Bosnian Exile Tells Child’s-Eye Tale of Fleeing to America

Kenan Trebincevic’s family immigrated to the United States from Brko, Bosnia and Herzegovina, in 1993 when he was 12 years old to escape the war.

He now lives in New York and is its co-author the world between A dramatic, gripping novel for children aged eight to 12 that makes her family’s wartime experience accessible to young readers. It is based on his co-authored adult memoir, Bosnia list.

Trebincevic spoke to BIRN in an email interview about his memories of Bosnia during the war and how he adapted to life in the US. He explained that by sharing his story in his books, he met his wife Mirela, and this summer they celebrated their son’s first birthday with their extended family in their hometown of Sarajevo.

“By facing my past, I found my future,” he said.

BIRN: What vivid memories do you have of the Bosnian War?

Kenan Trebincevic: In 1993, my family and I surrounded the TV watching the political upheaval. Like many others, my parents naively did not believe that everyone feared that this war would come to our city.

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I remember the sound of the first gunshots and us hiding in our apartment for months. My karate coach came to our door to throw us out of the apartment; His ultimatum was “Leave in one hour or be killed”. Later he took my father and elder brother to a concentration camp. Before that, my elementary school teacher held a rifle to my head.

What was it like coming to the US, learning a new language and adapting to a new society?

I was an angry teenager who wanted revenge. At first, I was scared, bored, and lonely of my new environment in Connecticut. I was stuck on the news, wanting an update on the war. Fortunately, I met kind teachers and made a few close friends who were sensitive and supportive of my past. I played soccer and used sports as a bridge to absorb American culture and thus succeed in school. Fortunately, I picked up the language quickly.

Your first book was a memoir Bosnia list, about your experiences as a survivor and refugee. How did you come to tell your story? How did your understanding of your experiences change as you wrote about them?

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My co-author Susan Shapiro, a Jewish writing professor, was a physical therapy patient of mine. She was grading papers and not paying attention to her exercises. I asked sarcastically if the assignment she gave her students was to write about what they did on their summer vacation.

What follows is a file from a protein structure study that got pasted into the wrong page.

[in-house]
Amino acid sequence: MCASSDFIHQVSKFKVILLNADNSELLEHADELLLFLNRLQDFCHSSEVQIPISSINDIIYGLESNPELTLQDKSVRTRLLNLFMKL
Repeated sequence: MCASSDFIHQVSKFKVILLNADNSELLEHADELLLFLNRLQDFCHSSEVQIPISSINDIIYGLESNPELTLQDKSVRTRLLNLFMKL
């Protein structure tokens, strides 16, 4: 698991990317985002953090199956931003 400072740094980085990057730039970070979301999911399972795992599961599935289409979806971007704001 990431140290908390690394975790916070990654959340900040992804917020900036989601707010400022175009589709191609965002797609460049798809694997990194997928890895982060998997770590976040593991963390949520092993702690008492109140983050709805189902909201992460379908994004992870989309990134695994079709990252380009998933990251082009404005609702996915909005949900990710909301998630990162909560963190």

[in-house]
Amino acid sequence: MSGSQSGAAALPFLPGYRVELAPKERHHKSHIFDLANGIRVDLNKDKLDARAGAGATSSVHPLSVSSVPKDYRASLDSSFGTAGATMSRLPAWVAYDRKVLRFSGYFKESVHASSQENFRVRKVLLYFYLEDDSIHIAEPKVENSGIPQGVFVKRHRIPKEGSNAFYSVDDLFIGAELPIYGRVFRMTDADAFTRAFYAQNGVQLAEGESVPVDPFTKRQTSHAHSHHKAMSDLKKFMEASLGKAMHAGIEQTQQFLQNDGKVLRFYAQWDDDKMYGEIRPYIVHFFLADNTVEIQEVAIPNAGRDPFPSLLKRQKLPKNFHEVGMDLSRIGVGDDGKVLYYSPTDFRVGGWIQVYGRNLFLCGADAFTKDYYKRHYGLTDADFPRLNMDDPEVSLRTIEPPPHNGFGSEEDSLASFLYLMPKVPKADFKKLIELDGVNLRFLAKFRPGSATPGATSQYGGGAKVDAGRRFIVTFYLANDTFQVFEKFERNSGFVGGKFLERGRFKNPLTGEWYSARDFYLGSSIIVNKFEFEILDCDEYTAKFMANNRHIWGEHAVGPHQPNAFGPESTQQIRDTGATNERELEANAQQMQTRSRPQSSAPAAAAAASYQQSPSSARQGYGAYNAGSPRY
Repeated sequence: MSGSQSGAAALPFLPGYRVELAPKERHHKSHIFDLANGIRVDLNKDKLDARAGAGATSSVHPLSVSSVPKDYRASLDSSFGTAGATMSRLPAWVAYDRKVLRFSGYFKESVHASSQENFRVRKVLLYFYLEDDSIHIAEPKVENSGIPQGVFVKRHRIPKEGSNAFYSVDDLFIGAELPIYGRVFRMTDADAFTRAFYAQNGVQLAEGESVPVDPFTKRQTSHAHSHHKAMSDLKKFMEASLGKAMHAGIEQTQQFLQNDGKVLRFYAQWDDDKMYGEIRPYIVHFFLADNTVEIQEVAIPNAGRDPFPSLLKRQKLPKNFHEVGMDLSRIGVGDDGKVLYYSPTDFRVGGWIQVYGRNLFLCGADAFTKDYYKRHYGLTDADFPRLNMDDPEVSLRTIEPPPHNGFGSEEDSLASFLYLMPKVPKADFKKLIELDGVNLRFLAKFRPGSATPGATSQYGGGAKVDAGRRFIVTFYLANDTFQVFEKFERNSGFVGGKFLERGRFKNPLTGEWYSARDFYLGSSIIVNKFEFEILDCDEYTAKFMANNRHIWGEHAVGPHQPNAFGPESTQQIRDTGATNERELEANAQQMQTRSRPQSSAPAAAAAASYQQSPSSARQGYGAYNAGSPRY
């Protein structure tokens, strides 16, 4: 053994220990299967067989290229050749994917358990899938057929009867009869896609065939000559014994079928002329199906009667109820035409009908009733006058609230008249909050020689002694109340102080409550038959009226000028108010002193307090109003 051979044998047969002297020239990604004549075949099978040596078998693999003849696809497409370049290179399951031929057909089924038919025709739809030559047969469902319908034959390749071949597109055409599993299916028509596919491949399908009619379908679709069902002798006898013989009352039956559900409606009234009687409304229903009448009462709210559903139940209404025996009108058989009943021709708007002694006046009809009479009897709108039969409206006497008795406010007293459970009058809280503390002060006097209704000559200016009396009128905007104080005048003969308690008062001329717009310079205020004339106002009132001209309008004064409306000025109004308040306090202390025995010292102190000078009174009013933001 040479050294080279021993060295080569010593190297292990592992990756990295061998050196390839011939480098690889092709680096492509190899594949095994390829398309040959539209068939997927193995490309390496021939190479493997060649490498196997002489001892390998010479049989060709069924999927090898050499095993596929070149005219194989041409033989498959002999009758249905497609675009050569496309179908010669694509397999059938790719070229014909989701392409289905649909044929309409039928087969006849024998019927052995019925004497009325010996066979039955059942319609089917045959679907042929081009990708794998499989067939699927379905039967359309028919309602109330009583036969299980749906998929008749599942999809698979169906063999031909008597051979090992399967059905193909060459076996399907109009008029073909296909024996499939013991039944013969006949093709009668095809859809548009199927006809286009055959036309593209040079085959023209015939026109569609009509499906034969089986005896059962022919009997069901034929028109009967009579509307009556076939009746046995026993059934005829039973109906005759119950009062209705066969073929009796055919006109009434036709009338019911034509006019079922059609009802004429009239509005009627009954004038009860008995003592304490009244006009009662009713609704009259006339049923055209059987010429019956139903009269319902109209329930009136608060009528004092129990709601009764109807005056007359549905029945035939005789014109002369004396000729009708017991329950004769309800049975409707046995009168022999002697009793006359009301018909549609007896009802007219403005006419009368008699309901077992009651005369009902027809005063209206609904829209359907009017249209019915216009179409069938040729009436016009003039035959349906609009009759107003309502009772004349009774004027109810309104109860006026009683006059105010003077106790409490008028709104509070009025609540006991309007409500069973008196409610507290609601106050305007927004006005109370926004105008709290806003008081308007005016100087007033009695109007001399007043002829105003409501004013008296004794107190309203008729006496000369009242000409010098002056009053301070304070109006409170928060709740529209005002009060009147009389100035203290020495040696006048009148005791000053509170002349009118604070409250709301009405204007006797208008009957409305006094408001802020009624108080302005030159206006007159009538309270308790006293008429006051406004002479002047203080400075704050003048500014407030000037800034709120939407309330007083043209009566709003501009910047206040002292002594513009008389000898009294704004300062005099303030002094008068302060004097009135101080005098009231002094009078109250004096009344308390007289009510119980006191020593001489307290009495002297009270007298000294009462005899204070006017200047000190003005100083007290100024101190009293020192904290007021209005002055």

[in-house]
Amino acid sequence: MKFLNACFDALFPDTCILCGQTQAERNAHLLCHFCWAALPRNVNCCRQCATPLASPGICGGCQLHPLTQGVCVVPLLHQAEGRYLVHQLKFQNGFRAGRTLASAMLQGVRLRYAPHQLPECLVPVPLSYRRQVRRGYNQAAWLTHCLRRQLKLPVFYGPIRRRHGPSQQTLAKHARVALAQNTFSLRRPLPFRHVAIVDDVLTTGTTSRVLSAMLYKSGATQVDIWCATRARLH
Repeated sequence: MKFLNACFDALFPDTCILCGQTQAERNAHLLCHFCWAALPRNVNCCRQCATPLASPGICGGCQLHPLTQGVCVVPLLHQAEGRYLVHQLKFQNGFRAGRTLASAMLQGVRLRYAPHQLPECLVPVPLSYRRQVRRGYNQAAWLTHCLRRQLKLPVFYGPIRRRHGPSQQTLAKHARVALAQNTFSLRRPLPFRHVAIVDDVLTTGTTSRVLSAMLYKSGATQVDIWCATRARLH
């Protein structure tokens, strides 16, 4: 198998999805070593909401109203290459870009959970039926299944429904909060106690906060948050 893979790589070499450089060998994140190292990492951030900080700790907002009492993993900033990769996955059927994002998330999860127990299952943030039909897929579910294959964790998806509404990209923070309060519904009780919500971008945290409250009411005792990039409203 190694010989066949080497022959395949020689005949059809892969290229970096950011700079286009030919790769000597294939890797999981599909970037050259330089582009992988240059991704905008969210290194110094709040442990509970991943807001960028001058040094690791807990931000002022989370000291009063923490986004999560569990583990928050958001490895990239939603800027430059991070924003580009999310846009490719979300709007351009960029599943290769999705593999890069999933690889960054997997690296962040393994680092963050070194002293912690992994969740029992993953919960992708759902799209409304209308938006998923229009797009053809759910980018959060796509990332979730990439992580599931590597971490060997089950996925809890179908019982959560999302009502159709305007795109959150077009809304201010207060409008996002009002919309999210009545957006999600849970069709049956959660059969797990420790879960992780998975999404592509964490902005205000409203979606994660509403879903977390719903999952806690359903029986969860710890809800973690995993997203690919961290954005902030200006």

She told me that the first assignment she gave her students was to write three pages on their most outrageous secret. I laughed and said: “You Americans, why would anyone want to reveal it?” Susan said it was healing and the editors wanted unusual voices. That night she sent me an essay her student had written about her father who was a Holocaust survivor.

The next time Susan came in for physical therapy, I showed her the first three pages I had written. It was about returning to Bosnia for the first time in 20 years and running away with my neighbor who had stolen from my mother. I kept writing and showing her more pages and she sent me to an editor she knew. Thus my first essay was published in ‘The Reckoning’ New York Times Magazine.

Then I sat down with literary agent Kirby Kim to publish a seminar she was teaching. He found a bright penguin [book company] Editor, Wendy Wolf. I told Susan that I couldn’t write the book without her, because English wasn’t my first language, and I was working full time. So we decided to shake it up and work together. When she told me that “the pen is mightier than the sword”, I was taken aback, I had no idea that was a famous quote.

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It turns out that writing books is the best way to preserve memory and the best revenge for all the crimes our old neighbors and friends have committed against innocent citizens. In telling this history through the eyes of a 12-year-old boy The world in between, I gave voice to our young generation. The greatest gift the book has given me since I met my wife as a result of storytelling is my wife and my son.


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